This problem is motivated by the polymath4 project. There, the aim was to find an efficient deterministic algorithm for finding a prime larger than $N$. The hope was to find a polynomial algorithm in $n=\log N$ which can be done assuming the truth of either plausible but intractable number theory conjectures or plausible but intractable problems in computational complexity. What was achieved was an algorithm that runs in time $N^{1/2-c}$ for some small $c>0$ to find the parity of the number of primes in an arbitrary interval of integers smaller than $N$. In view of this, identifying a single interval with an odd number of primes could be useful. Here are some questions regarding primes and parity.

### 1)

Let $N$ be an integer. consider the intervals $[N,2N]$, $[2N,3N], \dots$ $[kN,(k+1)N]$ What is the smallest $k$ that we can guarantee that one of these intervals contain an odd number of primes?

Based on Cramer's probabilistic modeling we can expect $k=a \log N$ to work for every $N$ and some constant $a$. Results about gaps between primes assert that when $k$ is exponential in $N$ we can find such an interval with one, hence an odd number of, primes. (For that we need two consecutive large gaps, apparently this is known but I am not aware of an elementary argument as for one gap.)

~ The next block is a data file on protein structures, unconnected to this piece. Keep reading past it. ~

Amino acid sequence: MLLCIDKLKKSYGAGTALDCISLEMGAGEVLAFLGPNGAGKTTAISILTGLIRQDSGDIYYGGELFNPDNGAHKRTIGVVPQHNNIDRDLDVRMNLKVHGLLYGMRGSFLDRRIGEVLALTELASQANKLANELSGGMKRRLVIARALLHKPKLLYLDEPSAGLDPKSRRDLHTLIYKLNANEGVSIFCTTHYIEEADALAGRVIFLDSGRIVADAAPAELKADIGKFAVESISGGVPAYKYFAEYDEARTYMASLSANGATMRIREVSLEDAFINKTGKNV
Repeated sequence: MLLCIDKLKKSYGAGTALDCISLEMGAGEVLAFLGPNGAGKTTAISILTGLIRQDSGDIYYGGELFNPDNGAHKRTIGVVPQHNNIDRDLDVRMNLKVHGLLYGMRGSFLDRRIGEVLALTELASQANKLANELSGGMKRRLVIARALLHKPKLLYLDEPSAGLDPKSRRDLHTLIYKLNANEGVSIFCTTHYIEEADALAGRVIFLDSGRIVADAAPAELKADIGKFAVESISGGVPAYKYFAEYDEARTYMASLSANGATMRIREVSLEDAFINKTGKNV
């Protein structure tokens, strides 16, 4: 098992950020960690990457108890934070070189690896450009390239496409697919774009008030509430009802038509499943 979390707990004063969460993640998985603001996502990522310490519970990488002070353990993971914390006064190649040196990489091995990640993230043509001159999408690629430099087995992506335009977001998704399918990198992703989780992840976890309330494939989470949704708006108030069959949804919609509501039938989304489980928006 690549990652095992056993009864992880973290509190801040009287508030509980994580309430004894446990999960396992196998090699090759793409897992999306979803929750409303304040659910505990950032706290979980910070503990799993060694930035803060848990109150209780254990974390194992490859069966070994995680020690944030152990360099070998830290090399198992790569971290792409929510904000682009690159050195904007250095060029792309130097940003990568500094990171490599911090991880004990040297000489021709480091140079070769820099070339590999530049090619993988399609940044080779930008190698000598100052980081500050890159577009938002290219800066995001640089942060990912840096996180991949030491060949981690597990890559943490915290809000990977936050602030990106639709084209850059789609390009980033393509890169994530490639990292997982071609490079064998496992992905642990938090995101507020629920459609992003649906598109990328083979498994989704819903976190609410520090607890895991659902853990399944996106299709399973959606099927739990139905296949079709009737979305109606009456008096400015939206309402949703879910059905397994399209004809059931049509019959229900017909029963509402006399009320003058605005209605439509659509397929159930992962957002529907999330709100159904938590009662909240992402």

Is there some hope to prove it for $k=N^{100}$, $k=N$? $k=N^{1/2}$? A proof for $k=N^{1/2-c}$ will allow us by divide and conquer to find a prime $p$ larger than $N$ is time $p^{1/2-c}$.

### 2)

For which of the following sequences of intervals $[a(n),2a(n)]$ would it be possible to prove that that (i) there are infinitely many cases of odd number of primes; (ii) this occurs in half the cases?

**2.1** $a(n)=n$ or an a.p. (I think (i) is ok);

**2.2** $a(n)=p_n$;

**2.3** $a_n=n^2$;

**2.4** $a_n=2^n$

Is showing that there are infinitely many $n$s for which there are odd number of $n$-digits primes entirely hopeless (like Cramer's conjecture)?

### 3)

Let $p_n$ be the $n$th prime. What can be said/proved about the zeta-like function $$ \prod_{k=1}^\infty {{1}\over{1-(-1)^kp_k^{-s}}}$$

### 4)

Beside polymath4, were such questions about primes and parity considered before?

### 5)

Mark Lewko proposed the following question in a comment below: Consider subsets $A\subset [n]$ of density $n/log(n)$. What is the smallest collection of arithmetic progressions such that at least one is **guaranteed** to intersect every such $A$ with odd parity?